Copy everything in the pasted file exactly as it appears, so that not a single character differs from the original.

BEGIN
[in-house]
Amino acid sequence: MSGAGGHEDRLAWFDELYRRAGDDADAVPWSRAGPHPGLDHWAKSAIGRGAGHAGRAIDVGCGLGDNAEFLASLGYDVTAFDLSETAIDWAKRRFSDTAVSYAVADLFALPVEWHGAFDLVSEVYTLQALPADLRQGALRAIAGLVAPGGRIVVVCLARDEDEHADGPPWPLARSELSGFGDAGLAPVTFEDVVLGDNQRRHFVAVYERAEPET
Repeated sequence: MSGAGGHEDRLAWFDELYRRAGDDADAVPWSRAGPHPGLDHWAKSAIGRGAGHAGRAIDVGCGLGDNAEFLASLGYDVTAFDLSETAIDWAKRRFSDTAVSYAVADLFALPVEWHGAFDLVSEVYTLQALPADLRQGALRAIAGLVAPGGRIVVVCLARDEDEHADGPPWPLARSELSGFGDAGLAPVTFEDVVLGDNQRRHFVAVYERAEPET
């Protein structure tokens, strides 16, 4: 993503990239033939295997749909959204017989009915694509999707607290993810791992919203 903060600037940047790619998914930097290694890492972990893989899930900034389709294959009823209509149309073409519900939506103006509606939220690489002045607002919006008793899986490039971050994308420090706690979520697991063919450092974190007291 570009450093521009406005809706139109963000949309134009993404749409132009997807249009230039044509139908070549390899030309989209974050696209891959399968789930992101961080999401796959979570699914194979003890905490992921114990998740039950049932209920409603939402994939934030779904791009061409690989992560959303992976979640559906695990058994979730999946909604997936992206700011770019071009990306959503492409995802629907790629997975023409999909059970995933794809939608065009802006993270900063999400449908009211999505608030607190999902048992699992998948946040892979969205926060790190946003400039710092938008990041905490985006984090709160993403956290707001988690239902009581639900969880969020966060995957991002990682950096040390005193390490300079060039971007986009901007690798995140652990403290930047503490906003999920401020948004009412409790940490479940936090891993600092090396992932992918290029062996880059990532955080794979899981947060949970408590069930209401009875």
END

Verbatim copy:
[in-house]
Amino acid sequence: MSGAGGHEDRLAWFDELYRRAGDDADAVPWSRAGPHPGLDHWAKSAIGRGAGHAGRAIDVGCGLGDNAEFLASLGYDVTAFDLSETAIDWAKRRFSDTAVSYAVADLFALPVEWHGAFDLVSEVYTLQALPADLRQGALRAIAGLVAPGGRIVVVCLARDEDEHADGPPWPLARSELSGFGDAGLAPVTFEDVVLGDNQRRHFVAVYERAEPET
Repeated sequence: MSGAGGHEDRLAWFDELYRRAGDDADAVPWSRAGPHPGLDHWAKSAIGRGAGHAGRAIDVGCGLGDNAEFLASLGYDVTAFDLSETAIDWAKRRFSDTAVSYAVADLFALPVEWHGAFDLVSEVYTLQALPADLRQGALRAIAGLVAPGGRIVVVCLARDEDEHADGPPWPLARSELSGFGDAGLAPVTFEDVVLGDNQRRHFVAVYERAEPET
């Protein structure tokens, strides 16, 4: 993503990239033939295997749909959204017989009915694509999707607290993810791992919203 903060600037940047790619998914930097290694890492972990893989899930900034389709294959009823209509149309073409519900939506103006509606939220690489002045607002919006008793899986490039971050994308420090706690979520697991063919450092974190007291 570009450093521009406005809706139109963000949309134009993404749409132009997807249009230039044509139908070549390899030309989209974050696209891959399968789930992101961080999401796959979570699914194979003890905490992921114990998740039950049932209920409603939402994939934030779904791009061409690989992560959303992976979640559906695990058994979730999946909604997936992206700011770019071009990306959503492409995802629907790629997975023409999909059970995933794809939608065009802006993270900063999400449908009211999505608030607190999902048992699992998948946040892979969205926060790190946003400039710092938008990041905490985006984090709160993403956290707001988690239902009581639900969880969020966060995957991002990682950096040390005193390490300079060039971007986009901007690798995140652990403290930047503490906003999920401020948004009412409790940490479940936090891993600092090396992932992918290029062996880059990532955080794979899981947060949970408590069930209401009875």